To transmit or not to transmit: how good are emergency medical personnel in detecting STEMI in patients with chest pain?
Can J Cardiol. 2012 Jul-Aug;28(4):432-7
Authors: Ducas RA, Wassef AW, Jassal DS, Weldon E, Schmidt C, Grierson R, Tam JW
BACKGROUND: There is growing use of prehospital electrocardiograms (ECGs) in establishing early diagnosis of ST segment myocardial infarction (STEMI) to facilitate early reperfusion. This study aimed to determine the predictive value of prehospital ECGs interpreted by nonphysician emergency medical services (EMS) in chest pain presentations.
METHODS: In our city of 658,700 people, EMS/paramedics received 21 hours of instruction on STEMI management, ECG acquisition, and interpretation. Suspected STEMI ECGs were wirelessly transmitted to and discussed with a physician for possible therapy. ECGs deemed negative for STEMI by EMS were not transmitted; patients were transported to the closest hospital without prehospital physician involvement.
RESULTS: From July 21, 2008 to July 21, 2010, there were 5426 chest pain calls to EMS, 380 were suspected STEMI cases. The remaining ECGs were deemed negative for STEMI by EMS. To audit the nontransmitted ECGs we analyzed 323 consecutive patients over 2 selected months (January and June 2010) for comparison. Of nontransmitted cases there was 1 missed and 2 STEMIs that developed subsequently. Based on 380 transmitted and 323 nontransmitted cases, the sensitivity and specificity of EMS detecting STEMI were 99.6% and 67.6%, respectively. The positive and negative predictive values for STEMI were 59.5% and 99.7%, respectively.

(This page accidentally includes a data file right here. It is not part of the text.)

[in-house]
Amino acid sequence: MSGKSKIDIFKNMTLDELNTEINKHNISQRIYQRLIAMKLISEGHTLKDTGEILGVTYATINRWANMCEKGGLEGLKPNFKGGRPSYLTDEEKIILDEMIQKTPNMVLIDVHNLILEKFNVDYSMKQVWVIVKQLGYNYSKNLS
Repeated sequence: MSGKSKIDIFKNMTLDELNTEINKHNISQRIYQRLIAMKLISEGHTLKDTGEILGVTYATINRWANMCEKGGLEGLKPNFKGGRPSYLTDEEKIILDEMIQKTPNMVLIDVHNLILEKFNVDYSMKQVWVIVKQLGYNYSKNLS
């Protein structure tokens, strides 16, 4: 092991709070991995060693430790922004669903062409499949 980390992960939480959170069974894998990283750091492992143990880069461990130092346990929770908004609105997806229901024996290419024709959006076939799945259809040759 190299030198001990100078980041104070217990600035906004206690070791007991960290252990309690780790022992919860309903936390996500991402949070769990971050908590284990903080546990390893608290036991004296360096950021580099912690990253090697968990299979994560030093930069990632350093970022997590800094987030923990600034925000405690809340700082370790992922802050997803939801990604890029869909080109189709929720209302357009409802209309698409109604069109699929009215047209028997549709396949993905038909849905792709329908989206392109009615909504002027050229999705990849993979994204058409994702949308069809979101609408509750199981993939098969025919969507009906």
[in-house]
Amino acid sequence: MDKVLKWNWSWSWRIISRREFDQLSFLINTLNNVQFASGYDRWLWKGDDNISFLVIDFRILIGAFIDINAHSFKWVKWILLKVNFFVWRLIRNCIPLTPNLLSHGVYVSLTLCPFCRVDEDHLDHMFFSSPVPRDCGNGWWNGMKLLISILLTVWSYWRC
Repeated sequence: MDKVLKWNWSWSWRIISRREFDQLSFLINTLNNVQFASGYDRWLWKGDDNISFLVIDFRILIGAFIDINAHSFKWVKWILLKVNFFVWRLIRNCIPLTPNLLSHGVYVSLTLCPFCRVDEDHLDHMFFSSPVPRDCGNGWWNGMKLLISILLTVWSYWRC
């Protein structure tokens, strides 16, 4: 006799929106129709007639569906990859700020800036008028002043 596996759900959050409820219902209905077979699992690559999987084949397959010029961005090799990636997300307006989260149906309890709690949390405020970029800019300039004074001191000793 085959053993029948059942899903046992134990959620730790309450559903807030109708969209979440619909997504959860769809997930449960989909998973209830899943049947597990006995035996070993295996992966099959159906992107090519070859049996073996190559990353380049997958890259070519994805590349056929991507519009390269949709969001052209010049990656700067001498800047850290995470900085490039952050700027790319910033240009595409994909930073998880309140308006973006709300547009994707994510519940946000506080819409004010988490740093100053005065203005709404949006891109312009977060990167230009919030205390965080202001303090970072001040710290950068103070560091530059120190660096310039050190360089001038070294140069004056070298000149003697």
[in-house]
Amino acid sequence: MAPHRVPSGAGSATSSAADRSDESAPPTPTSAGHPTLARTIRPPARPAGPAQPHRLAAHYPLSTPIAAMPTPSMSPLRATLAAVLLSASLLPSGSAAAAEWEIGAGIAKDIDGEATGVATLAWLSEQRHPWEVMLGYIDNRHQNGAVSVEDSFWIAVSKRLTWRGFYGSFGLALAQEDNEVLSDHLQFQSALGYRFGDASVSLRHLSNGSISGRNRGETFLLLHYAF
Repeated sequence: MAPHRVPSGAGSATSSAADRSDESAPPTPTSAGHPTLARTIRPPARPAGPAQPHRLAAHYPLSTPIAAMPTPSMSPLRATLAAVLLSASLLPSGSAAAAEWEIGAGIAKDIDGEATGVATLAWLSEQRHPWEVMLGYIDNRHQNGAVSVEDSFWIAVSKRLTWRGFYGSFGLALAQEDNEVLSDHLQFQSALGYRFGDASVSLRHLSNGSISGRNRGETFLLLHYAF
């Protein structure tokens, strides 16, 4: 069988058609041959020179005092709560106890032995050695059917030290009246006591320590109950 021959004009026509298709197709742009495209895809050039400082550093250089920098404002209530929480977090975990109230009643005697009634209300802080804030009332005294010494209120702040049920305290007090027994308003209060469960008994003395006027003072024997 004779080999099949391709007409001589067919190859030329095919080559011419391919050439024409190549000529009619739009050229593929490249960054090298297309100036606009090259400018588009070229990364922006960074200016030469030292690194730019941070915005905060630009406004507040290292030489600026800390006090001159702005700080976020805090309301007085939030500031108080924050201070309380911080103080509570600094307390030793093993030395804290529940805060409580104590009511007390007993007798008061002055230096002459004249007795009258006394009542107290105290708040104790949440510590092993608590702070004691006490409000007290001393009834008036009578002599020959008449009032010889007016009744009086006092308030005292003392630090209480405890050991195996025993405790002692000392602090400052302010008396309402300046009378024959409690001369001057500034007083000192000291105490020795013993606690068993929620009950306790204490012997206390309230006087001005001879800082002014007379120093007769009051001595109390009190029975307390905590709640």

CONCLUSIONS: Our findings demonstrate nonphysician EMS interpretation of STEMI on prehospital ECG has excellent sensitivity and high negative predictive value. This finding supports the use of prehospital ECGs interpreted by EMS to help identify and facilitate treatment of STEMI. These results may have broad implications on staffing models for first responder/EMS units.
PMID: 22681962 [PubMed - indexed for MEDLINE]